Generation of Validated Structural Dynamic Models - Results of a Benchmark Study Utilising the GARTEUR SM-AG19 Testbed
M Link (University of Kassel, Germany) & MI Friswell (University of Wales Swansea)
Mechanical Systems and Signal Processing, COST Action Special Issue, Vol. 17, No. 1, January 2003, pp. 9-20.
In practice the validation of analytical structural dynamic models is mainly based on comparing experimental modal analysis results with the analytical predictions. Despite the high sophistication of analytical (Finite Element) modelling, practical applications often reveal considerable discrepancies between analytical and test results. In recent years significant effort has therefore been expended on the development of mathematical procedures for updating analytical mass and stiffness matrices using dynamic test data. The success of these methods is governed not only by the skill of the analyst to assume an appropriate initial analysis model but also the source and the location of the erroneous parameters to be corrected. In practical applications the source and location of the errors can be manifold, resulting in non-unique updated models with all of them fulfilling the mathematical criterion of minimising the test/analysis discrepancies. The aim of the present benchmark study defined within the European COST Action F3 on “Structural Dynamics” was not only to compare the different computational model updating (CMU) procedures using a common test structure. The aim was also to see if the expected non-uniqueness of the results due to different computational methods, different structural idealisations and different parameter sets and, of course, different test data sets can be tolerated with regard to the intended utilisation. The participants were allowed to generate any initial finite element model that they found suitable. That finite element model with the lowest model order and best fulfilling the given criteria should be considered the optimum model.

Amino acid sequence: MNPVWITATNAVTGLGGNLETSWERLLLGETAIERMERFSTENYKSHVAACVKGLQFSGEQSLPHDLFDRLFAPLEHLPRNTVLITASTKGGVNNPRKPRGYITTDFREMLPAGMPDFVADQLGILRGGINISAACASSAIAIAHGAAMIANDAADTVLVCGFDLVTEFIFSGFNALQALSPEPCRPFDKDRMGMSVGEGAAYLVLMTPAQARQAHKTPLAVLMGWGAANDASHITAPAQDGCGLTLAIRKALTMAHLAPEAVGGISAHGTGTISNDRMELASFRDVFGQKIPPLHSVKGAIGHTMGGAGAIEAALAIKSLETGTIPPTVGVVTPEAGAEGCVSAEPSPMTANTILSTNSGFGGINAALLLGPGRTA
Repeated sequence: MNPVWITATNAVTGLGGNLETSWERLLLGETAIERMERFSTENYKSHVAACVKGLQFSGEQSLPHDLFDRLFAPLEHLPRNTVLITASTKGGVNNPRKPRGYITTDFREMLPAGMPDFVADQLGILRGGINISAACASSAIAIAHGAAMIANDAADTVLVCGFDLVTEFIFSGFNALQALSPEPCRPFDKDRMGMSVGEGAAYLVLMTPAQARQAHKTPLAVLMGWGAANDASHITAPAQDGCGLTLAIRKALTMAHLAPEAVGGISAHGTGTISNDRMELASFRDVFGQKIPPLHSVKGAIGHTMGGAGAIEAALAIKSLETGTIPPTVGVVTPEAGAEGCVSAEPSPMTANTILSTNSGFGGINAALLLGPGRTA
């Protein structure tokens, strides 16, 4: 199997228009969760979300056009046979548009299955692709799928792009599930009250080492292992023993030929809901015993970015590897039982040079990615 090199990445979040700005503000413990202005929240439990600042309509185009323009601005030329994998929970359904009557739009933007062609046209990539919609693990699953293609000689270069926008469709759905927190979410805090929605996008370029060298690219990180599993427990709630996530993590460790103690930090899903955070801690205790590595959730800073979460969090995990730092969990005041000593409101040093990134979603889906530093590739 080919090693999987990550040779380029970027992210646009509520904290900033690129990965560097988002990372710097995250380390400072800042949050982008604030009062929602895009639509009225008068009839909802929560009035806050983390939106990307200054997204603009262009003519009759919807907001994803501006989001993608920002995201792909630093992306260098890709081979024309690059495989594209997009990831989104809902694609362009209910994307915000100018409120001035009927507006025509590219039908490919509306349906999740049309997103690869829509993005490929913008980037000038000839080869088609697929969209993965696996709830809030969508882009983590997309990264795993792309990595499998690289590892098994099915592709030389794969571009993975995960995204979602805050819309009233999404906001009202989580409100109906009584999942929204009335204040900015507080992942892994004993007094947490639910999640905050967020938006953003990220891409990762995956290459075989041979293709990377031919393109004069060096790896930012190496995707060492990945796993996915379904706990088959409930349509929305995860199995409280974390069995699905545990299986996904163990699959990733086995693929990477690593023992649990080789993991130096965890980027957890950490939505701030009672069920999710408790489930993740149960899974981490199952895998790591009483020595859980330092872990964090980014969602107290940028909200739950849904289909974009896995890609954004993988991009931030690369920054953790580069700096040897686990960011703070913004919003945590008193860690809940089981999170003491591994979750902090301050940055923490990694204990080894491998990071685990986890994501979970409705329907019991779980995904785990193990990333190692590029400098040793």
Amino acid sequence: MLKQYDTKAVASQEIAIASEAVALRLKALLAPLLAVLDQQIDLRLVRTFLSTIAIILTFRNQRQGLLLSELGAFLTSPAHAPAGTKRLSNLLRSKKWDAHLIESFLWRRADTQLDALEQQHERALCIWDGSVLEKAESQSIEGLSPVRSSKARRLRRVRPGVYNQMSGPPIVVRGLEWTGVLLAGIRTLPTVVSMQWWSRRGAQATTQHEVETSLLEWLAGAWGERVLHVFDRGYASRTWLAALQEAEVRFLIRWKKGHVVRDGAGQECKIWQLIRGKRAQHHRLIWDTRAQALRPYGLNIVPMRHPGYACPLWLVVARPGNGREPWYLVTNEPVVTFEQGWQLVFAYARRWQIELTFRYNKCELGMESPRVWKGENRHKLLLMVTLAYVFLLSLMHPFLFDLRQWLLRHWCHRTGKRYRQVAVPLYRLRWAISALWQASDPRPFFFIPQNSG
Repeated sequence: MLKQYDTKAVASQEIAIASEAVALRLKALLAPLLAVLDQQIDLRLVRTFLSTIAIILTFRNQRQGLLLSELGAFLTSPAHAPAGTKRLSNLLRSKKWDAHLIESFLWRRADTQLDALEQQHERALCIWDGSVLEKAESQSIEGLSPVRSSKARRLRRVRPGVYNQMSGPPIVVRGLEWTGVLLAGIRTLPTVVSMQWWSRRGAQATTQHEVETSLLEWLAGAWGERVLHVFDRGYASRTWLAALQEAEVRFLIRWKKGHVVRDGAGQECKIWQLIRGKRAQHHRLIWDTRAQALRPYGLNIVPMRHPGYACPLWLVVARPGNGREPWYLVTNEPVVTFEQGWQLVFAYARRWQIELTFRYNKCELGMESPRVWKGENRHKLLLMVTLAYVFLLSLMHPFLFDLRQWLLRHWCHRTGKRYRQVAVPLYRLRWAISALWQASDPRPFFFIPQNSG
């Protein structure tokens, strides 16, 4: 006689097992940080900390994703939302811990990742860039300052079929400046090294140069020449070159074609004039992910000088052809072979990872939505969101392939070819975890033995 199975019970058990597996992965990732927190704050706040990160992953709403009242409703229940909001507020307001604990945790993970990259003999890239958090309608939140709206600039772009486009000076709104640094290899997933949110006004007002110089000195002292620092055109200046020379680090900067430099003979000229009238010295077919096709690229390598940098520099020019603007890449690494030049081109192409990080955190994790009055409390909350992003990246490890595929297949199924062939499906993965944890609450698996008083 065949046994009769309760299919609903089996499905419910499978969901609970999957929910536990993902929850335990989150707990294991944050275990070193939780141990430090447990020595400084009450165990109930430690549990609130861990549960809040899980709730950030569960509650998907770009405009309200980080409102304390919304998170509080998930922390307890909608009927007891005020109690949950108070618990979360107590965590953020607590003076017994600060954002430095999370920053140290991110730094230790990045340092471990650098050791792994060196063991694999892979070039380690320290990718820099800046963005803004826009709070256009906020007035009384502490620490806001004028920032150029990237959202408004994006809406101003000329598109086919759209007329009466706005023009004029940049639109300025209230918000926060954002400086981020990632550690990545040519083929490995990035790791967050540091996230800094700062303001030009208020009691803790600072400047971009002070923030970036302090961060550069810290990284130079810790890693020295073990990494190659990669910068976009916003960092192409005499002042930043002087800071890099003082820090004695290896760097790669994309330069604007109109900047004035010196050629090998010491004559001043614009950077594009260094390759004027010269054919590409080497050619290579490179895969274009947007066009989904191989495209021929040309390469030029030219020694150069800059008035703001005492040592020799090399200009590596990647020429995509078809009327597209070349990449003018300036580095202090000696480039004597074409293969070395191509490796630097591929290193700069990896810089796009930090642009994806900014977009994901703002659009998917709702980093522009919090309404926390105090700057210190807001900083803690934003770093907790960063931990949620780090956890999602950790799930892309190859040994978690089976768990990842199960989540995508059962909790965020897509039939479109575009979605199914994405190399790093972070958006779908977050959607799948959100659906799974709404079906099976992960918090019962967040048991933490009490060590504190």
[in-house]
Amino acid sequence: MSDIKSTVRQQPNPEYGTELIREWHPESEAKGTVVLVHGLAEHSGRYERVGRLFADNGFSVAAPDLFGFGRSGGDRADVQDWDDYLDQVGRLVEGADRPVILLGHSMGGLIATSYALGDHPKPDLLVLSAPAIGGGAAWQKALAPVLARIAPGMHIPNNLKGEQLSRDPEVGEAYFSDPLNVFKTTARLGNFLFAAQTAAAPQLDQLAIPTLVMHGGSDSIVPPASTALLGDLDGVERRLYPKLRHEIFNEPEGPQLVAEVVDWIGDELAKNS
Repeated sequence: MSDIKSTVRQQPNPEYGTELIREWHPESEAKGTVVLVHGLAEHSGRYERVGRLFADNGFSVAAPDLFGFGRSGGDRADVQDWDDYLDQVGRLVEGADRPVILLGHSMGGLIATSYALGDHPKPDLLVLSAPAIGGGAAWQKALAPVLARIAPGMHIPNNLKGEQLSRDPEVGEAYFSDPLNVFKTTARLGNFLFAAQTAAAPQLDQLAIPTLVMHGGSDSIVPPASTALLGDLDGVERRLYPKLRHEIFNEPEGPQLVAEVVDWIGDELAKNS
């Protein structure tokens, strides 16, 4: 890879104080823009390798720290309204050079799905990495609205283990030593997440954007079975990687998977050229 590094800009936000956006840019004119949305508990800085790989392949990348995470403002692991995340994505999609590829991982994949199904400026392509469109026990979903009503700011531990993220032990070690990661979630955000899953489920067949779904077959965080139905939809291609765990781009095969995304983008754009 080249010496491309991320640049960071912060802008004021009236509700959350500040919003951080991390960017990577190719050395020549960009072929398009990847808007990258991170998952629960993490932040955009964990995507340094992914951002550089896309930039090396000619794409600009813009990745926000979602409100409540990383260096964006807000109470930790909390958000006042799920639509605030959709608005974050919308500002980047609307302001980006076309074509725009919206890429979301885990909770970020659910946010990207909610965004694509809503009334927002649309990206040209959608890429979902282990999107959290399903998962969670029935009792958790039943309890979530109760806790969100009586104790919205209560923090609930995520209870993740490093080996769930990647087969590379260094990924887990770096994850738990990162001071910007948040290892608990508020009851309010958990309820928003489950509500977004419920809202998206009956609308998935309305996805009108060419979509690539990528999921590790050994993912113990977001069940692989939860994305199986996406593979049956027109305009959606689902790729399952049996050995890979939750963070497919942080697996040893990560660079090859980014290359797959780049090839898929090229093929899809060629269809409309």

This material has been published in the Mechanical Systems and Signal Processing, COST Action Special Issue, Vol. 17, No. 1, January 2003, pp. 9-20, the only definitive repository of the content that has been certified and accepted after peer review. Copyright and all rights therein are retained by Elsevier Science.
Link to paper using doi:10.1006/mssp.2002.1534
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